The main difference between Klebsiella and Pseudomonas is that Klebsiella belongs to the family Enterobacteriaceae, whereas Pseudomonas belongs to the family Pseudomonadaceae.
Klebsiella and Pseudomonas are two types of Gram-negative bacteria that occur in nature. Additionally, both are opportunistic human pathogens.
Key Areas Covered
1. What are Klebsiella
– Definition, Features, Importance
2. What are Pseudomonas
– Definition, Features, Importance
3. Similarities Between Klebsiella and Pseudomonas
– Outline of Common Features
4. Difference Between Klebsiella and Pseudomonas
– Comparison of Key Differences
What is Klebsiella
Klebsiella is a Gram-negative, rod-shaped bacterium that belongs to the family Enterobacteriaceae. It contains a prominent polysaccharide-based capsule. Moreover, the species is non-motile. Generally, Klebsiella species occur in nature, in soil, water, insects, plants, and animals, including humans. This bacterium develops biochemical adaptations as well as specific niche adaptations. Klebsiella occurs in the nose, mouth, and intestine as a part of human and animal normal flora. When compared to the other species of the family Enterobacteriaceae, Klebsiella is shorter and thicker in shape.
Furthermore, Klebsiella occurs singly, in pairs, or in chains linked end to end. It can also grow in ordinary lab conditions and does not have special growth requirements as other members of the family. In addition, Klebsiella species is aerobic and mostly facultatively anaerobic. Generally, 35° to 37 °C is the ideal growth temperature for Klebsiella. Meanwhile, the optimal pH level is about 7.2. Klebsiella contains two types of antigens on the surface of the cell. They include O antigen and K antigen. Usually, both antigens contribute to the pathogenicity of the bacterium.
What is Pseudomonas
Pseudomonas is a Gram-negative genus bacterium belonging to the family Pseudomonadaceae. Generally, it shows metabolic diversity that helps the bacterium colonize a wide range of niches. It occurs in water and plant seeds such as dicots. Pseudomonas is a rod-shaped bacterium that contains polar flagella. Moreover, flagella allow the mobility of the bacterium. Pseudomonas is an aerobic bacterium that is non-spore-forming. In addition, the bacterium is both catalase-positive and oxidase-positive.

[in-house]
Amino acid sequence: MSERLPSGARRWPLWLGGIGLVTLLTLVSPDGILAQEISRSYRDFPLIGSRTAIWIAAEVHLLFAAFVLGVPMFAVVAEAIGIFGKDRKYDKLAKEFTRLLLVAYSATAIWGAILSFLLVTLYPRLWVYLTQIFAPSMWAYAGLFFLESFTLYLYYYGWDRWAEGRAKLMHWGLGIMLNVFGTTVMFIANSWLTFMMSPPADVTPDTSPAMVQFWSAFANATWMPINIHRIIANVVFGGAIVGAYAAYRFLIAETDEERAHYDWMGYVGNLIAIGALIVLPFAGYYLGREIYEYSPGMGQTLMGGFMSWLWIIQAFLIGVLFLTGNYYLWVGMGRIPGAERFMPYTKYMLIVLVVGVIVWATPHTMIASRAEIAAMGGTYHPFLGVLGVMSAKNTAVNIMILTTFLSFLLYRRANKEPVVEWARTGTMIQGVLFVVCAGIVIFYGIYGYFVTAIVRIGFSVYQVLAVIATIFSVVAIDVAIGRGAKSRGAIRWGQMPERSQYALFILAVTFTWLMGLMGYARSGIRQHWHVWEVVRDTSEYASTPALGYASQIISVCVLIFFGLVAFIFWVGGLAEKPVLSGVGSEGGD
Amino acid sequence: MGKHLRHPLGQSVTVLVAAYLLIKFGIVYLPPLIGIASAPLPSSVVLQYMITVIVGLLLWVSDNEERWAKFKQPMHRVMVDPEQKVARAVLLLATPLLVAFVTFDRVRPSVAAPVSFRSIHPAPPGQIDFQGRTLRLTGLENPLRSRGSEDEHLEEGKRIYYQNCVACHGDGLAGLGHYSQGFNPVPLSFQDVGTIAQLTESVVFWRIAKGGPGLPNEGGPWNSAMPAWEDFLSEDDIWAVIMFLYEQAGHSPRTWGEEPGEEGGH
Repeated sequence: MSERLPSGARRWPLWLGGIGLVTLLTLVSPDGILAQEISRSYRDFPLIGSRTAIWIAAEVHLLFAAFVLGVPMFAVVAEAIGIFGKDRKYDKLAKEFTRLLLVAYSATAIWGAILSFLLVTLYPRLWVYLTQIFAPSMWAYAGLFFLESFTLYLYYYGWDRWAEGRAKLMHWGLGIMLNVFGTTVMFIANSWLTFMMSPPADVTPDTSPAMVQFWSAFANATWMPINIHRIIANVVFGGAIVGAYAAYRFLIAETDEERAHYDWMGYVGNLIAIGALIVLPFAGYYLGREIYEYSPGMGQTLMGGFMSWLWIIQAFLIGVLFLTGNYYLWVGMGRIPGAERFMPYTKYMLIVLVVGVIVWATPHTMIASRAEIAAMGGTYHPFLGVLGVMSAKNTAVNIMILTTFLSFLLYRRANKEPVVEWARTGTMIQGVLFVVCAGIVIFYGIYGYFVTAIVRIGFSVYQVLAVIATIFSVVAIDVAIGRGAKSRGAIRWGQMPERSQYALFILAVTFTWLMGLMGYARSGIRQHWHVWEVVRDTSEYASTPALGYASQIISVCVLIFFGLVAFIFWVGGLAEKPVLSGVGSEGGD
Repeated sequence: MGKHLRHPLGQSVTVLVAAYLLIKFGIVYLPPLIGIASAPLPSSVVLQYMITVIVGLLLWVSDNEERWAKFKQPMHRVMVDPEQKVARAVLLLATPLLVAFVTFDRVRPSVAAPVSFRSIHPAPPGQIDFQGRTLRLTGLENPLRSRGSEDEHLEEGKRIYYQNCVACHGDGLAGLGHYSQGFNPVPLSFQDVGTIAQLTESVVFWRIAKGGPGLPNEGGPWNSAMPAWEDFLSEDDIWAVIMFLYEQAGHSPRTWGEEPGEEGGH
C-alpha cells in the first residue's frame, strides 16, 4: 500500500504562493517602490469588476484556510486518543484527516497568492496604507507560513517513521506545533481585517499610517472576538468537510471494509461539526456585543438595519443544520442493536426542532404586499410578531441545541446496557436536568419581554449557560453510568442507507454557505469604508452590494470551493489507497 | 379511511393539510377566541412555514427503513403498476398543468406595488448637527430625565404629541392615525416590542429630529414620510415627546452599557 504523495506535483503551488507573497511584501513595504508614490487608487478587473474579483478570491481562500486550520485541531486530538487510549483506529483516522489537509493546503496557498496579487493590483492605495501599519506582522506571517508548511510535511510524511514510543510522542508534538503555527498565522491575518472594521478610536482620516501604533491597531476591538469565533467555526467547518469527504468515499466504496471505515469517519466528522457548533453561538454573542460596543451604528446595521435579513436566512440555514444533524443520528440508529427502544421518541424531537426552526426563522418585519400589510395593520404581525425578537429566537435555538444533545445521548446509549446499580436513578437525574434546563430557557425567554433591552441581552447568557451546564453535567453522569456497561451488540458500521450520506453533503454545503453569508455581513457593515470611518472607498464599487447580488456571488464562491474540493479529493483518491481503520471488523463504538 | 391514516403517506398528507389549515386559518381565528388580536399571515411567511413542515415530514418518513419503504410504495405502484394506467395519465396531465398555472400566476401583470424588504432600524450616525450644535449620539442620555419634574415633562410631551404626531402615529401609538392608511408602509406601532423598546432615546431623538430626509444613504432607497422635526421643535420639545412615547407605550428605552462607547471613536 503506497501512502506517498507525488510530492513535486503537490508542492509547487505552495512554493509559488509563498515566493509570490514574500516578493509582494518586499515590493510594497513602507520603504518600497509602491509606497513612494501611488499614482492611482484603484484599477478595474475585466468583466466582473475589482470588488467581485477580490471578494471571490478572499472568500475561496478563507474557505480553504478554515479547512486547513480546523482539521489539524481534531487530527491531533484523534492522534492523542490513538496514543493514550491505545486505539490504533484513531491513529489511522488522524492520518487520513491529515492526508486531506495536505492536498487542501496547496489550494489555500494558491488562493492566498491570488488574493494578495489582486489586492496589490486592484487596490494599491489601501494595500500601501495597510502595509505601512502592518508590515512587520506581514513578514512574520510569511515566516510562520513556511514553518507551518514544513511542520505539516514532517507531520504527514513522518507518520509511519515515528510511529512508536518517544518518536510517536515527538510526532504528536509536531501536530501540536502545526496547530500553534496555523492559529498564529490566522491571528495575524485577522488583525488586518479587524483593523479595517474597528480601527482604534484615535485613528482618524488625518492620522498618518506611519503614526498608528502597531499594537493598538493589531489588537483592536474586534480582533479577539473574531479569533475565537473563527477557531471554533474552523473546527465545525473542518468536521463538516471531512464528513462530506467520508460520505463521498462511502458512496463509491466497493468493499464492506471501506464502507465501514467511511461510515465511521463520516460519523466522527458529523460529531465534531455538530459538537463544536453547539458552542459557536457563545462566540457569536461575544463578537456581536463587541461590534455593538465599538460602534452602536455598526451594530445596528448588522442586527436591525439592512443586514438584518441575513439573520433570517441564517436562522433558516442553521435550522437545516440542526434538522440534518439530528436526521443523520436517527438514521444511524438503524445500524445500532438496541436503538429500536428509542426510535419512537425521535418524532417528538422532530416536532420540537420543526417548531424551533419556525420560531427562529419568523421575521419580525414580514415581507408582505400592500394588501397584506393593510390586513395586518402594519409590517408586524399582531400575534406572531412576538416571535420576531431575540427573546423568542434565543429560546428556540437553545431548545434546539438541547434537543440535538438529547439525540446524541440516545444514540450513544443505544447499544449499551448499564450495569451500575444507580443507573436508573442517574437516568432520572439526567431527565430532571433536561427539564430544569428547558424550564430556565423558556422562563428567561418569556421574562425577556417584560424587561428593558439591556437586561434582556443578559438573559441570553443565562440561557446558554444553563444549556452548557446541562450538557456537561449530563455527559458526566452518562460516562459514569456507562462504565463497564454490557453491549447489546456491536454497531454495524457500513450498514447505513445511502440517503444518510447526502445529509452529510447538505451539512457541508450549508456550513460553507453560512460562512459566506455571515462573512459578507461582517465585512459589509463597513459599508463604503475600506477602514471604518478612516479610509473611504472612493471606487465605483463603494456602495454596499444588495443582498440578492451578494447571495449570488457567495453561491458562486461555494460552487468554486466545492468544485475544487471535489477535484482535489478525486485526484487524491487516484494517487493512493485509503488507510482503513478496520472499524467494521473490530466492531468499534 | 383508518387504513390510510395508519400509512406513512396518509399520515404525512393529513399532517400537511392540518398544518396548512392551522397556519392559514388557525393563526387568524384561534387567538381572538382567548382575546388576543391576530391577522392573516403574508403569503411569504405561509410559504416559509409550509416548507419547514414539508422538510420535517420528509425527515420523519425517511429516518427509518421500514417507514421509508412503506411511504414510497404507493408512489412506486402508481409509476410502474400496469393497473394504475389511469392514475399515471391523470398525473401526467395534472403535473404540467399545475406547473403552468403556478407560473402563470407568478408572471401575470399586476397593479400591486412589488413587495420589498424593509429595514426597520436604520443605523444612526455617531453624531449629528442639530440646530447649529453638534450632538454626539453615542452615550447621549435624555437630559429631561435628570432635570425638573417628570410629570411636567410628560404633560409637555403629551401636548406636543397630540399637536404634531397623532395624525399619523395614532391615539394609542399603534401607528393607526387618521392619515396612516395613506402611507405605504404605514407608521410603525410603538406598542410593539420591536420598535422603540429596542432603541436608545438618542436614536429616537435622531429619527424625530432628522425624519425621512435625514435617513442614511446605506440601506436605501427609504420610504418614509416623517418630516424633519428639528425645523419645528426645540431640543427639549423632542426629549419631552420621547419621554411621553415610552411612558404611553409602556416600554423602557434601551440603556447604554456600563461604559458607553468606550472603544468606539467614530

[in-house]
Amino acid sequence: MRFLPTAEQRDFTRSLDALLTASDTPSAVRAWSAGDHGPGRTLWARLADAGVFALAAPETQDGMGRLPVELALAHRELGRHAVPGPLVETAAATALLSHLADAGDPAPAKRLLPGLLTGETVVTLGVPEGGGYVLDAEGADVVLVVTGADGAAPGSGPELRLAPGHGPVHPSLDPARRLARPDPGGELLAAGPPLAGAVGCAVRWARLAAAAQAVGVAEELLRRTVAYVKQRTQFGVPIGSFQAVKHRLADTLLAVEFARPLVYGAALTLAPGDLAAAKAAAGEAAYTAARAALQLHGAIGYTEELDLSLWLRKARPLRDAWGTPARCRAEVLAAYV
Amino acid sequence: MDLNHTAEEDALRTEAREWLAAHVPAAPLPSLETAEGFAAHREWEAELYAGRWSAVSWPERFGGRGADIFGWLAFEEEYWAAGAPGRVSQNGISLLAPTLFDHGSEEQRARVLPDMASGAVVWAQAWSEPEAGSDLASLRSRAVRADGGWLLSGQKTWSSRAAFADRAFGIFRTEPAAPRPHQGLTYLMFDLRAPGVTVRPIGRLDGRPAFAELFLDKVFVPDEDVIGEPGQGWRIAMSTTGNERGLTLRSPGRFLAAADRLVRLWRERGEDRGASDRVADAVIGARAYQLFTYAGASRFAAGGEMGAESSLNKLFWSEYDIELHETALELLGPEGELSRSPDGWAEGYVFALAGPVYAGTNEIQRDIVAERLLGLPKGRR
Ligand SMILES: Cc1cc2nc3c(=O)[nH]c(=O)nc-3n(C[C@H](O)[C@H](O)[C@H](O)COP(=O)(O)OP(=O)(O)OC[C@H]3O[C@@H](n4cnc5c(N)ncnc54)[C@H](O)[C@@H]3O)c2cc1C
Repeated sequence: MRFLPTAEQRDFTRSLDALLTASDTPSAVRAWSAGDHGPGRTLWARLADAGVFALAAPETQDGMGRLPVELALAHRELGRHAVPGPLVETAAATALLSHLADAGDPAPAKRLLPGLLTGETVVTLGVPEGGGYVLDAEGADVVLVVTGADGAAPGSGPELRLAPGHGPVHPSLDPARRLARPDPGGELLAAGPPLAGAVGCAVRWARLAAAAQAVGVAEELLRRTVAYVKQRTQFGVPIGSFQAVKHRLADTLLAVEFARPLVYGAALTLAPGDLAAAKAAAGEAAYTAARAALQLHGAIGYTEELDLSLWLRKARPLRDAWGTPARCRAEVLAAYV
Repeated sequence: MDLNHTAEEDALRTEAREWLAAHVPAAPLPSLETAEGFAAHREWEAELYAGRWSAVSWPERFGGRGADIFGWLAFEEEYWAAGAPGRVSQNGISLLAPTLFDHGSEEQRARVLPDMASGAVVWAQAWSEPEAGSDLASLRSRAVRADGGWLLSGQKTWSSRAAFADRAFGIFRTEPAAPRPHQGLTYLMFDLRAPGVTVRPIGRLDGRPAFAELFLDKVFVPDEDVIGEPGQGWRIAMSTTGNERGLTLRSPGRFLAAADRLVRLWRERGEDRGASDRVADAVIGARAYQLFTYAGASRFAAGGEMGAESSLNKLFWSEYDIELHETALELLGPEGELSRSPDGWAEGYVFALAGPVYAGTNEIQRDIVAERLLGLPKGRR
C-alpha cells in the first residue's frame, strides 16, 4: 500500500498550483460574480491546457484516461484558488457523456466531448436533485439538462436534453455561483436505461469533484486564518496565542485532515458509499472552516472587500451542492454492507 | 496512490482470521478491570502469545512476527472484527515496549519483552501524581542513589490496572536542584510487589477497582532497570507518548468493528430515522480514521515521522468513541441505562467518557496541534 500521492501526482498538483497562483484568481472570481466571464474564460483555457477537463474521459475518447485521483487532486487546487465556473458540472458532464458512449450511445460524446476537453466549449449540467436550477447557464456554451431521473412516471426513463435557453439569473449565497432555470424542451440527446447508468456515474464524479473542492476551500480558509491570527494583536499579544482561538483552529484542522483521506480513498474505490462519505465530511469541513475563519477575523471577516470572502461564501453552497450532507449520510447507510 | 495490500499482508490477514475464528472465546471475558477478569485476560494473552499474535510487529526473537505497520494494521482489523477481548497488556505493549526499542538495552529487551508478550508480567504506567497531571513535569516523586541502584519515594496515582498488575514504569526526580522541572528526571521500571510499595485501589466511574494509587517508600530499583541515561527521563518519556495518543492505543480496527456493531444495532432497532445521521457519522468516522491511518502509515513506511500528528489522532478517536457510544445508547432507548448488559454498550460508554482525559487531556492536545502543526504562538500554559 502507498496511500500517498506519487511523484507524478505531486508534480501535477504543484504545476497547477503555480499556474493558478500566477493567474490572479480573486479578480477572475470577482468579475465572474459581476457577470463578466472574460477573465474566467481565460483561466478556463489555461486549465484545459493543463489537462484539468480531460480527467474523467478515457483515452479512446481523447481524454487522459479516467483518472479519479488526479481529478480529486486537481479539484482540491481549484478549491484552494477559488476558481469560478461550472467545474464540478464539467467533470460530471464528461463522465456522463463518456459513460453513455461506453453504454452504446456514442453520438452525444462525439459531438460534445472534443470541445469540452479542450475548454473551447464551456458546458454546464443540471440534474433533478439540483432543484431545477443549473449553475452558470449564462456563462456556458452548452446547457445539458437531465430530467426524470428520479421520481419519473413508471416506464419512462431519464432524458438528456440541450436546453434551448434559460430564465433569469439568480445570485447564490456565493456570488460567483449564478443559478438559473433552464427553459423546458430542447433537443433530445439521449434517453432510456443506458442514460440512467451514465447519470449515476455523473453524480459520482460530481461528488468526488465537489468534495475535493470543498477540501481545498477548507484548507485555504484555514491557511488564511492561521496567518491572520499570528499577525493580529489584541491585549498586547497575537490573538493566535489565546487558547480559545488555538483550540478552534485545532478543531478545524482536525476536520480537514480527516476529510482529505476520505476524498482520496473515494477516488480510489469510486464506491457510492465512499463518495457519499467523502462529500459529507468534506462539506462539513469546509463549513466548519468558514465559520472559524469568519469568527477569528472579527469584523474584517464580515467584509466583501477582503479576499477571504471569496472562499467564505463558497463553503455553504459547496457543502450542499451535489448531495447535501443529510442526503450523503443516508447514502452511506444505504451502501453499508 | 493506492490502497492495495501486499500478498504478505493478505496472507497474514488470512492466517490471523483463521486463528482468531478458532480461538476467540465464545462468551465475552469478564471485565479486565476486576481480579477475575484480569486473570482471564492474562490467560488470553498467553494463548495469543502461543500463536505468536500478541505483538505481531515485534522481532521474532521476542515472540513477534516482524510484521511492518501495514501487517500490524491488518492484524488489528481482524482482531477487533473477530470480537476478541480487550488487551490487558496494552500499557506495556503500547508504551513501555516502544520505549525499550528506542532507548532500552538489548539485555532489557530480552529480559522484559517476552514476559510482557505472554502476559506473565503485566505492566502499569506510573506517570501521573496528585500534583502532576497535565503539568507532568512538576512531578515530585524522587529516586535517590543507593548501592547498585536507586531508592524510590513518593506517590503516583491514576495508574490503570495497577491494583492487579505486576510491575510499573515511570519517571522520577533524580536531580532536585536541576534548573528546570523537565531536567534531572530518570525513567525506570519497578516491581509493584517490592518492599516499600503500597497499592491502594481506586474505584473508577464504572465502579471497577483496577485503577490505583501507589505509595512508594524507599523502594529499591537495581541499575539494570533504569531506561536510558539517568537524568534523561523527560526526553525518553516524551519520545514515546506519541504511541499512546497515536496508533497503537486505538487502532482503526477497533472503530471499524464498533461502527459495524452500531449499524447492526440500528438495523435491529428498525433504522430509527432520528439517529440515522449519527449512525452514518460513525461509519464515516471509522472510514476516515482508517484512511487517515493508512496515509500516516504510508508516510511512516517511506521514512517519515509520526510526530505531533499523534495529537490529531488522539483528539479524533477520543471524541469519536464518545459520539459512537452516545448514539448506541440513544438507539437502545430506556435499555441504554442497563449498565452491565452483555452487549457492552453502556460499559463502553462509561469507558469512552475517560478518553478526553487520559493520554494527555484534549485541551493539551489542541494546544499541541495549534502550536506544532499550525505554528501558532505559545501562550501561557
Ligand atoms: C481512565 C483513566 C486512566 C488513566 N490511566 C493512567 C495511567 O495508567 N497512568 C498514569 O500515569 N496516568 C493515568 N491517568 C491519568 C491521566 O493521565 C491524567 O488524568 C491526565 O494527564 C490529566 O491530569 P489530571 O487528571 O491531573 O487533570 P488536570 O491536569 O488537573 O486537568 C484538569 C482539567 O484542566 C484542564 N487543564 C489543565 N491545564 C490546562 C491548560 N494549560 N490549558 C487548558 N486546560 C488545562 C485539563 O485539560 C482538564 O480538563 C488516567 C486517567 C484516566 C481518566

Moreover, Pseudomonas forms biofilms, and the production of exopolysaccharides is associated with the formation of the biofilms. These biofilms are difficult to remove from food separation surfaces. In addition, Pseudomonas is a strict aerobe. Usually, the bacterium produces a fruity odor. Pseudomonas species is naturally resistant to penicillin. The majority of beta-lactam antibiotics do not allow the growth of Pseudomonas.
Similarities Between Klebsiella and Pseudomonas
- Klebsiella and Pseudomonas are two types of Gram-negative bacteria.
- They naturally occur in the environment.
- Both serve as opportunistic pathogens in humans.
- Both are rod-shaped bacteria. They are aerobic.
- They are non-spore-forming bacteria.
Difference Between Klebsiella and Pseudomonas
Klebsiella refers to non-spore-forming, non-motile, facultatively anaerobic, and capsulated bacteria, while Pseudomonas refers to the bacterium that occurs in soil and detritus, pathogenic in plants and animals.
Klebsiella belongs to the family Enterobacteriaceae, while Pseudomonas belongs to the family Pseudomonadaceae.
Klebsiella is motile, but Pseudomonas is non-motile.
Klebsiella is oxidase-negative, while Pseudomonas is oxidase-positive.
Klebsiella occurs in human and animal normal flora in the nose, mouth, and small intestine, while Pseudomonas occurs in water and plant seeds.
Type of Specificity
Klebsiella shows biochemical adaptations and adaptations for specific niches, but Pseudomonas shows metabolic diversity.
In brief, Klebsiella and Pseudomonas are two types of Gram-negative bacteria that naturally occur in nature. Both are opportunistic pathogens. In addition, they are non-spore-forming aerobic bacteria. Generally, Klebsiella belongs to the family Enterobacteriaceae. It is a motile bacterium that is oxidase-negative. Klebsiella occurs in the normal flora of humans and animals. Under normal conditions, it occurs in the nose, mouth, and small intestine. In comparison, Pseudomonas occurs in soil and detritus and is pathogenic in animals and plants. It belongs to the family Pseudomonadaceae. It is also a non-motile bacterium that is oxidase-positive. Therefore, the main difference between Klebsiella and Pseudomonas is their classification.
- Iglewski BH. Pseudomonas. In: Baron S, editor. Medical Microbiology. 4th edition. Galveston (TX): University of Texas Medical Branch at Galveston; 1996. Chapter 27.
- S. Department of Health and Human Services. (n.d.). Klebsiella infection – about the disease. Genetic and Rare Diseases Information Center. Retrieved February 13, 2023.